20. Once a Puma hunts a deer-like animal, the prey provides sufficient food for 14 days. However, a female Puma that is raising cubs will eat up a deer-like animal in just 3 days. They are not scavengers (scavengers are the animals which feed on dead animals). But sometimes, they do eat dead animals.
Puma Facts: 21-25
21. Female Pumas reach sexual maturity at the age between a year and a half to three years. Usually, they produce one litter every 2-3 years but there are documented cases where they produce a litter every year. They have an estrous cycle of 8 days. The gestation period is nearly 3 months.
22. The litter size is generally two but may range between 1 to 6. The cubs are born blind and they are weaned (adapted to eat other food apart from the milk of their mother) only after they attain the age of 3 months.
24. As mentioned earlier, the cubs are born with spots on their body which fade as they grow. The spots eventually vanish by the time the cubs reach two to two and a half years. The cubs stay with their mothers for 1 to 2 years (male cubs leave sooner).
25. Life expectancy of the Pumas in the wild is 13 years (average is 8 to 10 years). While in captivity, they live up to 20 years. A male North American cougar (Puma concolor cougar), called ‘Scratch’ lived nearly 30 years.
Puma Facts: 26-30
26. Causes of the death of Pumas usually include the inability to hunt, starvation, competition, human hunting, accidents, diseases etc.
27. As other cats, the Pumas more or less live a solitary life. But sometimes, they organize themselves into communities and share the kill with the community. The area of such community ranges between 58 to 386 square miles or 150 to 1000 square kilometers.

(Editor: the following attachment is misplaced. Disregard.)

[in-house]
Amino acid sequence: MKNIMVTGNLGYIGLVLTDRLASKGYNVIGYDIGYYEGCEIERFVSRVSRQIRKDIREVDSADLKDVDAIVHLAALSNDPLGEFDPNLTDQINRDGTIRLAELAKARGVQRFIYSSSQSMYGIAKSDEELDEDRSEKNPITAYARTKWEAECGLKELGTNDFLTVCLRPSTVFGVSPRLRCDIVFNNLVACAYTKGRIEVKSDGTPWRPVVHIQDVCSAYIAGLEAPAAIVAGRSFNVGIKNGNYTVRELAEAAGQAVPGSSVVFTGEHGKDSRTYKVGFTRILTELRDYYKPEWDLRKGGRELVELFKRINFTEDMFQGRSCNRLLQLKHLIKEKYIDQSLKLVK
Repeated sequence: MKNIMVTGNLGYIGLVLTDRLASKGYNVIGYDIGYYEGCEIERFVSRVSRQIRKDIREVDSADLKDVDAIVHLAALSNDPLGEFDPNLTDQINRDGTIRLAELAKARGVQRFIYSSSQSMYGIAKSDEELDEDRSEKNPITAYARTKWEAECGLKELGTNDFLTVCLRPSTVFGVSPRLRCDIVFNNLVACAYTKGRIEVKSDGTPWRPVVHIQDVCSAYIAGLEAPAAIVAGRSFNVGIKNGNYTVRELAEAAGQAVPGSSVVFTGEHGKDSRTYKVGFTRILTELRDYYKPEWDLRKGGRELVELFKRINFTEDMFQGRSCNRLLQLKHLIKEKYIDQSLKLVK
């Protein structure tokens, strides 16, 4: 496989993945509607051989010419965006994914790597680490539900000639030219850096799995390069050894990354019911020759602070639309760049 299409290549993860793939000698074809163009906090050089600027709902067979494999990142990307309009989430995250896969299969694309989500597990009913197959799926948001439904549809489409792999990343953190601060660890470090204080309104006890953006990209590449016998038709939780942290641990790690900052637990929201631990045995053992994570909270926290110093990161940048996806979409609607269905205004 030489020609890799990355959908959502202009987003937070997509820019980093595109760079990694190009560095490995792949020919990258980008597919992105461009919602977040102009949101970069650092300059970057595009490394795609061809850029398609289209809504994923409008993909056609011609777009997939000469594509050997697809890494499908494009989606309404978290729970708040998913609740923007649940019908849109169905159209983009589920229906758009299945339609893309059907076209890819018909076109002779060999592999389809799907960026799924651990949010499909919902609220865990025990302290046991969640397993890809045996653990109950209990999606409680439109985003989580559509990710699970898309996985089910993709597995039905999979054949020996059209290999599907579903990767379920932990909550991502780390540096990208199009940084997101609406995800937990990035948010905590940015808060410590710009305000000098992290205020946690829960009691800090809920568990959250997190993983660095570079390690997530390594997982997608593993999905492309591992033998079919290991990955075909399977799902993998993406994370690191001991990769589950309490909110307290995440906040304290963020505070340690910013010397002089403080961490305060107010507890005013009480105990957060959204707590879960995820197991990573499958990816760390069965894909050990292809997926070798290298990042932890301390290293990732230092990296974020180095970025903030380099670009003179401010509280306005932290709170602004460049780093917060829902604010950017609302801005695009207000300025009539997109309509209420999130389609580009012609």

28. The area of the community of the females is generally half the area of males. They mark these areas with their feces or urine.
29. The Pumas were nearly wiped out from eastern North America after the Europeans colonized North America. DNA studies have shown that the Pumas are slowly recolonizing eastern North America again.
30. The Grey Wolves and Pumas fight each other directly and influence each other’s numbers in the area.
Puma Facts: 31-35
31. There is a hybrid of Puma. Pumapard is a hybrid between Puma and Leopard. They are usually dwarfed. These Pumapards grow half the size of their parents.
32. IUCN (International Union for the Conservation of Nature, earlier WCU – World Conservation Union) declared Puma as Least Concern (doesn’t fall under endangered or critically endangered etc. category). However, in Central and South American countries, they are being protected.
33. The indigenous people who resided in the Americas admired Pumas. Cusco’s city Inca was given the shape of a Puma and they named areas and people after these majestic cats. Viracocha, the thunder and sky God of the Inca was related to the Puma.
34. Puma is known as the Mountain Lion because of the similarity of Puma’s skin color with Lion and because it lives on mountains.
35. Florida Panther, a subspecies of the Puma, is one of the rarest and smallest Pumas in the world.